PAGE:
Snoop Dogg explains why he pulled music from Death Row Records
Snoop Dogg explains why Death Row Records music disappeared from streaming services on a recent podcast.
The legendary rapper appeared on an episode of the Drink Champs podcast with co-hosts DJ EFN and NORE. Snoop explained why music disappeared from streaming services like Spotify and the answer is simple. Spotify doesn’t pay artists well.
“The first thing I did was rip all the music off of these platforms that people traditionally know about, because these platforms don’t pay,” says Snoop Dogg of his first step as the owner of the legendary hip label. -hop.
“These platforms get millions upon millions of streams, and nobody gets paid except the record labels. So what I wanted to do is rip my music out, make a platform like Amazon, Netflix or Hulu. This will be a Death Row app, and the music will live on in the metaverse until then,” Snoop adds.
Snoop Dogg has been very heavily involved in the world of NFTs and cryptocurrency. The rapper revealed he was legendary NFT speculator Cozomo de’ Medici in September 2021. So if I hit 10,000 subscribers by the end of the weekend; come monday (September 20) I will dox myself and reveal my true identity,” the account tweeted.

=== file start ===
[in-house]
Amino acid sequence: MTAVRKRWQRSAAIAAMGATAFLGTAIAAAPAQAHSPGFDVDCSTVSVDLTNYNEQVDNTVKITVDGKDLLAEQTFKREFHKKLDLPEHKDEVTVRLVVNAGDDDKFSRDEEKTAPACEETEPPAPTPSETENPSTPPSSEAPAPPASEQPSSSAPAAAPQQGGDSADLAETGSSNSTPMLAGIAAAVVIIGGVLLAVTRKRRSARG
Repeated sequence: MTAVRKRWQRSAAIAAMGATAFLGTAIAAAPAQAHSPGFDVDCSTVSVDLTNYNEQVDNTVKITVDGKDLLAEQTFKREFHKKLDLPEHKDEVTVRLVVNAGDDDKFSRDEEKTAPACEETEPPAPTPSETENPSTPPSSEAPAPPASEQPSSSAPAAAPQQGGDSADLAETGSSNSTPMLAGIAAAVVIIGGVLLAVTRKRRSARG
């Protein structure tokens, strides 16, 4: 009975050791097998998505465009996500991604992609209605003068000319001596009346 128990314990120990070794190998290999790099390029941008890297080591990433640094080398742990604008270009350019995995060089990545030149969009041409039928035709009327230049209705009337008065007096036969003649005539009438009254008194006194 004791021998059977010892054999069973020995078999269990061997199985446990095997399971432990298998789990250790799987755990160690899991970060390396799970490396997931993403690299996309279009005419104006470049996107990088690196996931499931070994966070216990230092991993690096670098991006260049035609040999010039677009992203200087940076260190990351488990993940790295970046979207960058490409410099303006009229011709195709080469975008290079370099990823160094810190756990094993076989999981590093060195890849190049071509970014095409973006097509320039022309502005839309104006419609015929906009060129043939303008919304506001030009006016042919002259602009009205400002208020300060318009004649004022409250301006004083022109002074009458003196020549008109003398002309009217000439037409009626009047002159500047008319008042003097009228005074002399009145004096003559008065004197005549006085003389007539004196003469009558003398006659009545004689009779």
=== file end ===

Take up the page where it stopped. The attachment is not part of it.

True to his word, Snoop Dogg’s official Twitter account tweeted that day, “I’m @CozomoMedici.” Snoop Dogg says he hopes the Death Row Records platform will be a breakout platform in this industry.
“I want to create an avenue where I can show people how to not always have to go through the slave trade,” the rapper said, referring to the traditional path of the music industry. “To create our own business where we engage with our fans who buy our music, who make money from the music, and then make money for us from the music by trading and selling it.”
Snoop says his last album Bac on death row earned him $21 million in the metaverse on day one. While legendary albums like doggy style and The dog’s father are absent from traditional streaming platforms, they are still available on TIDAL. So what’s the catch there? TIDAL traditionally pays better royalty rates than any of its competitors – aside from Napster. Yes Napster.